So my whole point is this. Prescience is a skill of mental calculation, and there are things that can be known with 100% accuracy. Omniscience implies having understood the nature of all phenomena, it implies perfect Buddhahood. An Omniscient Buddha has much, much more far reaching prescience than a non Buddha. Furthermore the limits of that prescience might be unlimited, meaning they could see as far as they wanted whenever they wanted. However, the primary motivating factor for the powers and activity of a Buddha is the spontaneous compassion that arises as a result of the needs of sentient beings and their suffering.


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PostPosted: Fri Aug 02, 2013 7:20 am 
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shel wrote:
Of course a Buddha is independent, beyond causality, omniscient, can travel through time, etc etc. They have any attributes anyone might care to give them.

It is a great tool, for people who believes that, to test if a master is true buddha, or a crook. For the good of the Dharma, all should agree to implement this test method. Buddhas will not mind, and we will get ride of all those crooks slandering Dharma. If you don't know what's in my pocket, you are not a buddha! ;)
And if you are buddha then great! You will help us find a cure for diseases that are decimating third world countries.
Sounds like a perfect plan to benefit humanity! Unfortunately by now, you all will probably gave up omniscience, or just few will keep on arguing that only Sakyamuni was omniscient.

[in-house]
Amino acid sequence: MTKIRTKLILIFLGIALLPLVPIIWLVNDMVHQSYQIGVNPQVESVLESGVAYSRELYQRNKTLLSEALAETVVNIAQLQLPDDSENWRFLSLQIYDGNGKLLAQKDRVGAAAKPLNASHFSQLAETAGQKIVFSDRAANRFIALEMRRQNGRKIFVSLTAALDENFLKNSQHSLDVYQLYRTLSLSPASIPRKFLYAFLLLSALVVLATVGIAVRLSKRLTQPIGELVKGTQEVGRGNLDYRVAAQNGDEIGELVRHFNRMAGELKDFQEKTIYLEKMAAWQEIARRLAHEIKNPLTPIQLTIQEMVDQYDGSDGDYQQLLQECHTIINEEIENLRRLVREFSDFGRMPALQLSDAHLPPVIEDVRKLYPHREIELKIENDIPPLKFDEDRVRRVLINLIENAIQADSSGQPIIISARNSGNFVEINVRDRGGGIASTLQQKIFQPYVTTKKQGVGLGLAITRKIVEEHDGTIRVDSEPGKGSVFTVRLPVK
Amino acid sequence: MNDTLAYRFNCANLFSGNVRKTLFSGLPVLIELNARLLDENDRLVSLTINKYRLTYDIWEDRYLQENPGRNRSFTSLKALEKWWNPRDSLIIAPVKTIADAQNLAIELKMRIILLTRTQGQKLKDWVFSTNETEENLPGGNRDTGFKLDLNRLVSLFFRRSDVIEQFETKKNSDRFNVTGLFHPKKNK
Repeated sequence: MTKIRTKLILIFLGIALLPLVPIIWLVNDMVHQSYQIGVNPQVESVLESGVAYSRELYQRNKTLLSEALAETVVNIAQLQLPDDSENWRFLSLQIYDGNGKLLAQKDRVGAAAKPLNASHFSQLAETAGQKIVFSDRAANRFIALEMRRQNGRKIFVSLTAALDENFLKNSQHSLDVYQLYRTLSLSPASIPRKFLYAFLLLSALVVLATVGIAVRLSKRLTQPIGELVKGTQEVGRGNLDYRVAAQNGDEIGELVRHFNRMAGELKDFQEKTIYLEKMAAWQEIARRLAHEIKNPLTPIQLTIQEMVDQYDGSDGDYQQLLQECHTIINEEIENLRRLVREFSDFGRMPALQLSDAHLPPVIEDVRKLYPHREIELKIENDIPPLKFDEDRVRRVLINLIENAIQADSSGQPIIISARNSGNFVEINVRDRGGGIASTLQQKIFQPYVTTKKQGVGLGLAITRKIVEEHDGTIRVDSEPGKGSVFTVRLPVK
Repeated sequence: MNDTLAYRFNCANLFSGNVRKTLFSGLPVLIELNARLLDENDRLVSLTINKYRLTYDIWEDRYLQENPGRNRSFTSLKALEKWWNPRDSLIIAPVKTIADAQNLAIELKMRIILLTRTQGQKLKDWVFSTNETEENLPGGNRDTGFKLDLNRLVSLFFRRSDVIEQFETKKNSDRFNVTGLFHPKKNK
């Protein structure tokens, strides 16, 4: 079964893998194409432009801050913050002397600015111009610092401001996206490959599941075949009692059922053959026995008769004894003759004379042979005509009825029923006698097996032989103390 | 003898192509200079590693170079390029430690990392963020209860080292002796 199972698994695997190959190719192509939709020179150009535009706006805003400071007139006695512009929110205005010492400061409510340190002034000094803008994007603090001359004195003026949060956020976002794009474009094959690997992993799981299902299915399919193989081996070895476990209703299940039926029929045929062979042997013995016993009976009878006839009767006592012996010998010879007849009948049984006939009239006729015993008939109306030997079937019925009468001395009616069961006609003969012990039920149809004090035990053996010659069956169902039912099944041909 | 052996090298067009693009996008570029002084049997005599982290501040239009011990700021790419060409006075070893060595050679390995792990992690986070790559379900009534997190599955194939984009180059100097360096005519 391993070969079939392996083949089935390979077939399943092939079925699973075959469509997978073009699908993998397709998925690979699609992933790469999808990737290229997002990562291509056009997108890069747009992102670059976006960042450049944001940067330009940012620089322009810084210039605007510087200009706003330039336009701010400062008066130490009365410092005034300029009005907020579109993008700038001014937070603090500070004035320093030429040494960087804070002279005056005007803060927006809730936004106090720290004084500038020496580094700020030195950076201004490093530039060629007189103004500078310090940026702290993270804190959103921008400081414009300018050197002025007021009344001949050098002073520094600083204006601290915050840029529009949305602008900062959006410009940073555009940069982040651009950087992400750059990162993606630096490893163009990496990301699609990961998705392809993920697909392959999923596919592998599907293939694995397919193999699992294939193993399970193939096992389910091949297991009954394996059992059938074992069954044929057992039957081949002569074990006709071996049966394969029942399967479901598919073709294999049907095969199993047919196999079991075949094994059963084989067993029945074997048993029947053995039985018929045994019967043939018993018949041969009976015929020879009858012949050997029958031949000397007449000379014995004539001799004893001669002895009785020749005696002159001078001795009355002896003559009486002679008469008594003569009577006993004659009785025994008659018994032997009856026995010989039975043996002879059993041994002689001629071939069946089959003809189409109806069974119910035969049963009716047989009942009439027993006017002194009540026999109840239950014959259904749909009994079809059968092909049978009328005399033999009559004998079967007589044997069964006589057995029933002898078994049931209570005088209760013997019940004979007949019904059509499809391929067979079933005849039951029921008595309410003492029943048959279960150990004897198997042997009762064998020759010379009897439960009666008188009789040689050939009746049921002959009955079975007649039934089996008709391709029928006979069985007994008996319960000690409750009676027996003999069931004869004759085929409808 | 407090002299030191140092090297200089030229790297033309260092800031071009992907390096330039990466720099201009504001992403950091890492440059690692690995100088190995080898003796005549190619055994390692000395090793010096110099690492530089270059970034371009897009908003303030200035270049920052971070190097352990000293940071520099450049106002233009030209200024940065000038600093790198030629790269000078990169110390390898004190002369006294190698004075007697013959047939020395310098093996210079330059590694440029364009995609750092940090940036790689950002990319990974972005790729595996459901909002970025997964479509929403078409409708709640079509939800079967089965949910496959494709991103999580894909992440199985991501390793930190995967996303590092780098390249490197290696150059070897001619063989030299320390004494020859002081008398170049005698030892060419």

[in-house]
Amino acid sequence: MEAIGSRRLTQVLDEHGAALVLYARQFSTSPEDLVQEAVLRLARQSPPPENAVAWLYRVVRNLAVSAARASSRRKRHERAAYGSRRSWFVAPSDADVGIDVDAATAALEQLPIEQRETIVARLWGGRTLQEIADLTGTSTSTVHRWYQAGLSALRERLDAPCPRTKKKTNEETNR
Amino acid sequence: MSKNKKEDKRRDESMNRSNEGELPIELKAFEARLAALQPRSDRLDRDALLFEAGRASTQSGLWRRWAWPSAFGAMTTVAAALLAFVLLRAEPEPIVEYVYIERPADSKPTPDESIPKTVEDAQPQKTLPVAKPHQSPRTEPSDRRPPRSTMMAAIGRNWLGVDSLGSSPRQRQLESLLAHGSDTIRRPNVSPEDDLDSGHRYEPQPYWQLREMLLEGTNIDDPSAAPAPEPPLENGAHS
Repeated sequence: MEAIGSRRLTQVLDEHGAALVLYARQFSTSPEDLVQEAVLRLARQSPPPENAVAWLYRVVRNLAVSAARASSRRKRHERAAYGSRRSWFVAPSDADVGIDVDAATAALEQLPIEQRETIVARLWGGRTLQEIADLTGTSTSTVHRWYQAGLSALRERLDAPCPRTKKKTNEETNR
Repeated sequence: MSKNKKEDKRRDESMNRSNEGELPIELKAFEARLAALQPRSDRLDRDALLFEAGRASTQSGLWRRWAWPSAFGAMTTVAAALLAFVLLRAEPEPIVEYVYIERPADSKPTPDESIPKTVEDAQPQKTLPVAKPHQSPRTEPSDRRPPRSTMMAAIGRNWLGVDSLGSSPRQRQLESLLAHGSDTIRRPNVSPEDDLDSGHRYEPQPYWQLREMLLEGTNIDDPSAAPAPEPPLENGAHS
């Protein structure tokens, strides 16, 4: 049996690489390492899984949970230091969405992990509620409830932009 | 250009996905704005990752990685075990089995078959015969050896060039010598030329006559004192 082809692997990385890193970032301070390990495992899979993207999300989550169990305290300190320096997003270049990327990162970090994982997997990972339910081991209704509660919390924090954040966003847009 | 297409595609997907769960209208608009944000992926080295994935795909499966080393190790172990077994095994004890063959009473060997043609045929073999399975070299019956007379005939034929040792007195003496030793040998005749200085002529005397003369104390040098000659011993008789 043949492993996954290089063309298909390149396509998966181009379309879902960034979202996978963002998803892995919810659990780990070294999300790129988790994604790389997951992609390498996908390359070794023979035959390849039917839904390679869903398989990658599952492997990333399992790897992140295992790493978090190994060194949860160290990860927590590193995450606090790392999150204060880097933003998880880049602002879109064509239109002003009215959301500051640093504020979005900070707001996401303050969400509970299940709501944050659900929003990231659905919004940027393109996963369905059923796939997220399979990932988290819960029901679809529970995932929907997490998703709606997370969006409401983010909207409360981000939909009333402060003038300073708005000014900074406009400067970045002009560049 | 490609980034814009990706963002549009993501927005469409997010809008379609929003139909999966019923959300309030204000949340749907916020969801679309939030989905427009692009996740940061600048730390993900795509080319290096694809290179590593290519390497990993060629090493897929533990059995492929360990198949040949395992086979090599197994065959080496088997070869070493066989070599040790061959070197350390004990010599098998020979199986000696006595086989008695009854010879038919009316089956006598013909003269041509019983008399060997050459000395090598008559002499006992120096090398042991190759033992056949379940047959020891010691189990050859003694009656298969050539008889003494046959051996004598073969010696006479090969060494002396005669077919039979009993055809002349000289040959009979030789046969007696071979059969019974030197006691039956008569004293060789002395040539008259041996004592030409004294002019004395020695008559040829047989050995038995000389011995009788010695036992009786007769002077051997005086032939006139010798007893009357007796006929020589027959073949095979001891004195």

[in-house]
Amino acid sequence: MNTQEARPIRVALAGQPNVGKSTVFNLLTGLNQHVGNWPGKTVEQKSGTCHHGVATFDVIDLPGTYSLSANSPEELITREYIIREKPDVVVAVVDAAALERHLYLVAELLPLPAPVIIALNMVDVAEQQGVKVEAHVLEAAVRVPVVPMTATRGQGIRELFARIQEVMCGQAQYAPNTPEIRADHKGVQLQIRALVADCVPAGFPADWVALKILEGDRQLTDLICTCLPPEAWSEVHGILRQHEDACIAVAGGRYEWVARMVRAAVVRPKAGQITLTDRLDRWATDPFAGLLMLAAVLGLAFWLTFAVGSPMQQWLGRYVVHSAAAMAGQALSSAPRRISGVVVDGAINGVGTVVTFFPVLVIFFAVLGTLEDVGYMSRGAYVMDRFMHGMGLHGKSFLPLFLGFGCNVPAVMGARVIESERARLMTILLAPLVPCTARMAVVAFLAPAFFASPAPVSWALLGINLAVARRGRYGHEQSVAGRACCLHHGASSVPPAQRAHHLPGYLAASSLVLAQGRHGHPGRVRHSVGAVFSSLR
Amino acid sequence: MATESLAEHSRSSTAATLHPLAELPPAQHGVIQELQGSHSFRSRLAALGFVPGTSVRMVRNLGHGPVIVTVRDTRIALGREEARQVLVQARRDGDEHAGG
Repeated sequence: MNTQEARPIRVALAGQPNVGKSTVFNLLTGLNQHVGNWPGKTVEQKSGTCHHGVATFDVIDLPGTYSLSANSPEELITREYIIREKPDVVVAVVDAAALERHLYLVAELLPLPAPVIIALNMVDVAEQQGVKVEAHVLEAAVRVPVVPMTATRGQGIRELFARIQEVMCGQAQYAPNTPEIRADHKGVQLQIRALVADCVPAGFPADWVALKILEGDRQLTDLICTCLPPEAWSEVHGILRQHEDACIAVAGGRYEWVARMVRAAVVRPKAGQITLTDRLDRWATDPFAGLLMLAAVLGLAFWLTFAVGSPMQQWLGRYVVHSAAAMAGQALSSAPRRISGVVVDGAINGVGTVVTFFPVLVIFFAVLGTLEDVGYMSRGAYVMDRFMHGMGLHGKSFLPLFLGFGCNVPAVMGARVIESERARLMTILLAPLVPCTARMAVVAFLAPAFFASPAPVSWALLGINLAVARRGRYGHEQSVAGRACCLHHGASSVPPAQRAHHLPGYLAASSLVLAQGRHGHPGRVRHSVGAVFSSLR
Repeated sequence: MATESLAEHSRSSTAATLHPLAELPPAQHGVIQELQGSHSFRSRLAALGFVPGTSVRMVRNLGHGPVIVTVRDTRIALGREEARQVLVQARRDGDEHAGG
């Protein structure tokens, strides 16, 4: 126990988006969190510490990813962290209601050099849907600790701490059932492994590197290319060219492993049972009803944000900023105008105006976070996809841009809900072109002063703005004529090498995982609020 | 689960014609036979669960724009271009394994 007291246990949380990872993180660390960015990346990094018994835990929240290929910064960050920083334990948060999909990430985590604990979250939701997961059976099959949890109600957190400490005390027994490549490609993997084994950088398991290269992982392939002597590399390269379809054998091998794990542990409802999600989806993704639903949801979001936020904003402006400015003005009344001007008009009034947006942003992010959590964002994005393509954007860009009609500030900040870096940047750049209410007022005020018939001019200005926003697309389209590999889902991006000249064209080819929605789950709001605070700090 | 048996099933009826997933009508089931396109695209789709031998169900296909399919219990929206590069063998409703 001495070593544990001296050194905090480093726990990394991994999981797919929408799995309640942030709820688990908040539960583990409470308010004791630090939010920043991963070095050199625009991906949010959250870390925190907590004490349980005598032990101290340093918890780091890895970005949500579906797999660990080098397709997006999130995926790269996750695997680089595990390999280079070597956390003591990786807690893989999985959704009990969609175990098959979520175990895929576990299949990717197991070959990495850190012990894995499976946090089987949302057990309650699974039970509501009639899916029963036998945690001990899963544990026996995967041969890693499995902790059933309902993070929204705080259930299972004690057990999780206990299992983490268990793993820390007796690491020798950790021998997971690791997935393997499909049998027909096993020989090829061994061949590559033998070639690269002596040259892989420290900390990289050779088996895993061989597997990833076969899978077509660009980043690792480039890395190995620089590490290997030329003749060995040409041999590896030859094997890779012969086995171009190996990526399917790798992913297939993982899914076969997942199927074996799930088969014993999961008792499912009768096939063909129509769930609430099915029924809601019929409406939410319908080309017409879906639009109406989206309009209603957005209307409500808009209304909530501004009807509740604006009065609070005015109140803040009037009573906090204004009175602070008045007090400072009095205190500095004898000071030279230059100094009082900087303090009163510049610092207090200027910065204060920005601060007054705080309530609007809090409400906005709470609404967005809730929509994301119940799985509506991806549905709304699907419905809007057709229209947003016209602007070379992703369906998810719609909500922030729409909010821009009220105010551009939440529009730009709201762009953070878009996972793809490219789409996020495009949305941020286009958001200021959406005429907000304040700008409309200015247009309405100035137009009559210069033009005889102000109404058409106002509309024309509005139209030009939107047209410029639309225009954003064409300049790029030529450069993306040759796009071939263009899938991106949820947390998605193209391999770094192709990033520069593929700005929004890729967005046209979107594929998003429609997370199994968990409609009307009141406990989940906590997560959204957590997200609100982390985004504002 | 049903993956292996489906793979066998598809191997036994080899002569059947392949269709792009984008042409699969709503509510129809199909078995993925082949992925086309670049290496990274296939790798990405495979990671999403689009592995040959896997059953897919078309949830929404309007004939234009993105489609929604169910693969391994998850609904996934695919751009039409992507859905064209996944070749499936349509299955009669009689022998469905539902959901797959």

Omniscience as feature of a buddha creates an incredible high goal to achieve. People practice for buddhahood, and as buddhahood is a mystery, they will replace it with omniscience which will create a goal impossible to achieve. I don't have to add that striving for something impossible creates great suffering. Is this the intent of those promoting omniscience? I don't think so.

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PostPosted: Fri Aug 02, 2013 7:35 pm 
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[size=50][/size] :coffee: ... "When the Iron-Bird flies..." PadmaSambhava 8th Century. :meditate: :shrug: :spy: :thinking: :meditate:


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PostPosted: Fri Aug 02, 2013 8:33 pm 
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'Nirvana' is one of many names which are about awakening to the unconditioned, i.e, finding the treasure in one's home. We have to go through a long process of purification before awakening. To purify, we have to take up a proper spiritual path which acts to get rid of obstructions thereby yielding the fruit practice which is the unconditioned. An ordinary person cannot distinguish between the conditioned and the unconditioned whereas an awakened person or Buddha can. That is the main difference between ordinary people and a Buddha.